BAJR Federation Archaeology
The School of Jack - Printable Version

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The School of Jack - BAJR - 3rd August 2013

Quote:Besides just because archaeologists have misunderstood scientific techniques/results doesn't make science wrong.

WEll said that Jack.

to be honest, the loss of Munsell because we were to cheap to cough up for the book... yeah... admit it... it has nothing to do with anything other than we are cheapscates... brown, shitty brown, dark shitty brown... er... that'l do...

I am a proud processual data based archaeologist. I see I record and let the formation process talk for itself. my description and discussion are separated by an impenetrable barrier.

Carry on Jack... my kids are staying in...

The School of Jack - pdurdin - 3rd August 2013

kevin wooldridge Wrote:Worked with a guy once who thought that 'primrose' was a shade of pink...made for some interesting context descriotions.....
Primrose is one of those colours which people often get wrong, like puce and chartreuse and taupe. My theory is that it has something to do with the sound of the word: primrose sounds pinkish to me, puce sounds yellowy, chartreuse something like red wine, and taupe blueish. Now I just have to remind myself that they aren't what they sound like when I use them...not that I can see much reason to use any of those on a context sheet when there are far simpler and more obvious colours to use.

The School of Jack - Kel - 4th August 2013

Dinosaur Wrote:that 1 in 8 people are colour blind. but most don't realise it, there's an on-line test you can do.
Done all the tests and I'm definitely not colour blind. Colour perception is a lot more subtle than just Can See It/Can't See It. It can never be objective because it depends how your brain's wired.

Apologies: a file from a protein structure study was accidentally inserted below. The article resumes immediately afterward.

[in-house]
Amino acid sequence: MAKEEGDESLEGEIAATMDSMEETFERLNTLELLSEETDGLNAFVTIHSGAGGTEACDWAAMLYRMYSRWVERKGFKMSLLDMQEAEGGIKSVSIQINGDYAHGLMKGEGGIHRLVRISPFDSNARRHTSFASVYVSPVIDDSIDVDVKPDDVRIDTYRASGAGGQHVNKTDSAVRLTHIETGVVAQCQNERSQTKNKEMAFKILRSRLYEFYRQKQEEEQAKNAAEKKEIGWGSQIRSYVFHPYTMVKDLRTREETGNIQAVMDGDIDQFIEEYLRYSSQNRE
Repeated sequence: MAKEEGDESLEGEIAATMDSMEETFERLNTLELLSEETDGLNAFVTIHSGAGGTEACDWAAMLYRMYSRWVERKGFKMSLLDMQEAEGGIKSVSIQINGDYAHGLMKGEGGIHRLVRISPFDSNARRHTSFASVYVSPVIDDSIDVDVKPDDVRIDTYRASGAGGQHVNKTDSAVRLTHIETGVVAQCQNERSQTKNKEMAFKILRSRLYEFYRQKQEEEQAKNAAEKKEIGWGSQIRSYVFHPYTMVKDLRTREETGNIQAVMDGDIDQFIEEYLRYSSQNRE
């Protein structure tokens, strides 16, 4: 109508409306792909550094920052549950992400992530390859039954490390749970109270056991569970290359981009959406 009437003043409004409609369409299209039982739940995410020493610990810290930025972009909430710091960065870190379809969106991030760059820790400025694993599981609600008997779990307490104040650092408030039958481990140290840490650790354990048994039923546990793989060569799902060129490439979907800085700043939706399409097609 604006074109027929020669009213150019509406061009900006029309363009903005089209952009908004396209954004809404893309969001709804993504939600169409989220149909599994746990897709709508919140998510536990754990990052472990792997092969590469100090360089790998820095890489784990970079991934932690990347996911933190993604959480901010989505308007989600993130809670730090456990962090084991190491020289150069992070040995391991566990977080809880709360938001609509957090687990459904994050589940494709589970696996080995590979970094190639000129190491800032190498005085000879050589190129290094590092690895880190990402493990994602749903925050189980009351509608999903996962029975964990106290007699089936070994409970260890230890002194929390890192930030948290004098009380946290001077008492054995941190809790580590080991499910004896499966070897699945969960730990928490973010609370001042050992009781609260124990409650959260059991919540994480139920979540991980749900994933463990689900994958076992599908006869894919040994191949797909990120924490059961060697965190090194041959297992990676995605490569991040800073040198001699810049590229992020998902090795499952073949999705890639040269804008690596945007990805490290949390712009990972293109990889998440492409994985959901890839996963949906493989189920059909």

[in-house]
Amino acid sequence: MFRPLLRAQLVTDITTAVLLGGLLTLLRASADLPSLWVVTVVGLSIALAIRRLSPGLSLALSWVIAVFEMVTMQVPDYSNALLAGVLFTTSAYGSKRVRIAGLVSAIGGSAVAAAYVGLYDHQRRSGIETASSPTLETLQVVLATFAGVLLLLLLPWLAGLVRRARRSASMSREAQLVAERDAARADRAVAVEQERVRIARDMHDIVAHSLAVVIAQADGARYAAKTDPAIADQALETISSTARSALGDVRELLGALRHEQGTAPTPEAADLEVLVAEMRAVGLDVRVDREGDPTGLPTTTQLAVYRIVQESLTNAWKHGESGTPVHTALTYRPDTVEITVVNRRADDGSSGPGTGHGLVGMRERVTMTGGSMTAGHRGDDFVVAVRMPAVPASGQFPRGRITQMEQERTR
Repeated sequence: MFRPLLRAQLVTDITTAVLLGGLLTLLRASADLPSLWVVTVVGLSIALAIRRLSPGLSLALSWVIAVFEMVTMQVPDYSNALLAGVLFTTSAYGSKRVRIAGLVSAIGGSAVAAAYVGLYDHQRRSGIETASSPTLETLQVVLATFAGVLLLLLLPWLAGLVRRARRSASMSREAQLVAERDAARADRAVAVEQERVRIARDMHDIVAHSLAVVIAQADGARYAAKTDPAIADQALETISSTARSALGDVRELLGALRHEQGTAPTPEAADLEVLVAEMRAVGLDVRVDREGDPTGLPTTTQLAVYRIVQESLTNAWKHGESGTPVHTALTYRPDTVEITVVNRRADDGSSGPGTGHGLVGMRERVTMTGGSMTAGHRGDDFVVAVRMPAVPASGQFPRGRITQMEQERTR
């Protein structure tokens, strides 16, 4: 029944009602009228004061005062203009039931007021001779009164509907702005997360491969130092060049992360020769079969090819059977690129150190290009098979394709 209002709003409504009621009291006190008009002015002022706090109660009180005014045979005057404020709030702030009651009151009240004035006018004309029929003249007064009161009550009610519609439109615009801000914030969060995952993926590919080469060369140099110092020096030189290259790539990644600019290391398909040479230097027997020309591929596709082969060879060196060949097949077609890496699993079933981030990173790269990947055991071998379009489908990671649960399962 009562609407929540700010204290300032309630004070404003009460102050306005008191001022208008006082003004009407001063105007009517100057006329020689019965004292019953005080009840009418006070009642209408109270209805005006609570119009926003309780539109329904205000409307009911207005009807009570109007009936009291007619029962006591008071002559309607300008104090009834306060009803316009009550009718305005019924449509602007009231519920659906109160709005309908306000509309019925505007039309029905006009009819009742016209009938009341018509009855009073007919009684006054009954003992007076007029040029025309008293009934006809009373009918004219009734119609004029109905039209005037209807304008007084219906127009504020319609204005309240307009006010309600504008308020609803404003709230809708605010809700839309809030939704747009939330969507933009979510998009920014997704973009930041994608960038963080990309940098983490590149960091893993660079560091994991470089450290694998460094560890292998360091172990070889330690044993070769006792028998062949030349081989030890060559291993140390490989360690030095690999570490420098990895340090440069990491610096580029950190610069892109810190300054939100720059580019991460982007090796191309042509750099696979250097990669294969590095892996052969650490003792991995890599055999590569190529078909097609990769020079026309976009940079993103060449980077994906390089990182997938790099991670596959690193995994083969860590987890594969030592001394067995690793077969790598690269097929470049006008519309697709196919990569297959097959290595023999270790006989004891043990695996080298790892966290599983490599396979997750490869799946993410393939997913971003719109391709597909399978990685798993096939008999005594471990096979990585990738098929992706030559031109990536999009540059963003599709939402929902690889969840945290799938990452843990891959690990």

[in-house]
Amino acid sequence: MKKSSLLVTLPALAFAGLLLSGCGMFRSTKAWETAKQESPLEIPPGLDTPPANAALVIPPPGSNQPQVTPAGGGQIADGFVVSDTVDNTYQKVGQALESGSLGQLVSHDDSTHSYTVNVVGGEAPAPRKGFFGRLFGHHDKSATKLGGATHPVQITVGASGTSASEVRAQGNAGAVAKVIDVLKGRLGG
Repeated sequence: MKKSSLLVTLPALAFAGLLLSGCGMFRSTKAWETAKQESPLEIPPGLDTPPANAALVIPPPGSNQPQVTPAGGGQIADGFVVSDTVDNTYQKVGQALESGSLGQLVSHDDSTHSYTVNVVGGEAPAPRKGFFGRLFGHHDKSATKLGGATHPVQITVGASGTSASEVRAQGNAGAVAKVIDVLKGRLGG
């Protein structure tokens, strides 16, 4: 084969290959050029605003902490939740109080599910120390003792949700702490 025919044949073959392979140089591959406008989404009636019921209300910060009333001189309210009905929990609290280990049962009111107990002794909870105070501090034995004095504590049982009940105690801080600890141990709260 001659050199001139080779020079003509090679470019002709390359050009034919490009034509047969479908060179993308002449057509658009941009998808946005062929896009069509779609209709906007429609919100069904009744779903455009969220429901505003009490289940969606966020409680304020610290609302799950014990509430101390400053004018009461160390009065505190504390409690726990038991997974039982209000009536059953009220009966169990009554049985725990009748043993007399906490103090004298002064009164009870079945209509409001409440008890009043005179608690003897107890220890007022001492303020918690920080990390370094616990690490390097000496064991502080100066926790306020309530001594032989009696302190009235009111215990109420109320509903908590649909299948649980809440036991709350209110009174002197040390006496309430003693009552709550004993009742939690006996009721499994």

The School of Jack - Dinosaur - 4th August 2013

Not checked the site out so happy to take your word for it. However, not perceiving what your eyes're telling you is effectively the same as the eyes not sending the info in the first place. I'd agree 'colour' is a consensus thing - red is what most people agree to call red - just seems weird that some people don't realise that what they call red is different from what mostly people around them call red, there are some pretty definitely red things e.g. the top bulb in traffic lights, if I was seeing that as what I perceived as 'blue' I'd go see an optician

Wonder if anyone has ever tried Munsell charts on the (however) colour-blind - if you're not seeing either red or yellow 'normally' how are the subtle gradations of the YRs going to work? [and are the colour descriptions going to be baffling?]

The School of Jack - Wax - 4th August 2013

I once worked with someone who did not see colour at all. Not an archaeologists but a scientist. He had no problems as he perceived the world in subtle tones (shades of grey) It was interesting talking to him as he fully understood the physics of colour but as a personal experience it meant nothing to him. Had no problem with traffic lights cause of the position of the lights. Know several people who are red green colour blind, you can usually tell cause of the none too subtle clothes combinations. Had to tell one that what he saw as a complimentary combination of browns was a total clash of red trousers and green jacket.

The School of Jack - Tool - 4th August 2013

OK, don't any of you lot know some clever bod who can make a simple electronic device that can measure the ambient light temp in one direction, and then give a colour for the material in the other? Most cameras now can sense colour cast from say tungsten lights or whatever. Oh, and if anyone now knocks out such a device, it was my idea so give me some royalties! Big Grin

The School of Jack - kevin wooldridge - 4th August 2013

One of the problems with Munsell as a comparable colour system isn't the colour/chroma/hue of the soil, but the moistness (is that a word?). In all the years I have been aware of the chart I have never yet been able to replicate a coherent moistness of soil (at least not in the field)...Therefore to my mind the system is flawed and on some occasions next to useless....Any suggestions as to how to overcome the problem?

The School of Jack - Dinosaur - 5th August 2013

Traditionally you get a bit in the palm of your hand, gob on it (not directly after a raspberry ripple or the like!), smear it around with a fingertip until its a paste, then insert muddy fingertip behind hole in Munsell page - seems fairly consistent to me?

The School of Jack - BAJR - 5th August 2013

I would let you gob on my hand... but then I have needs... damn it I have needs.

The School of Jack - P Prentice - 5th August 2013

still a waste of time in the majority of cases - what is relevant is how the material you are describing was formed and if you dont know that, the colour itself is irrelevant.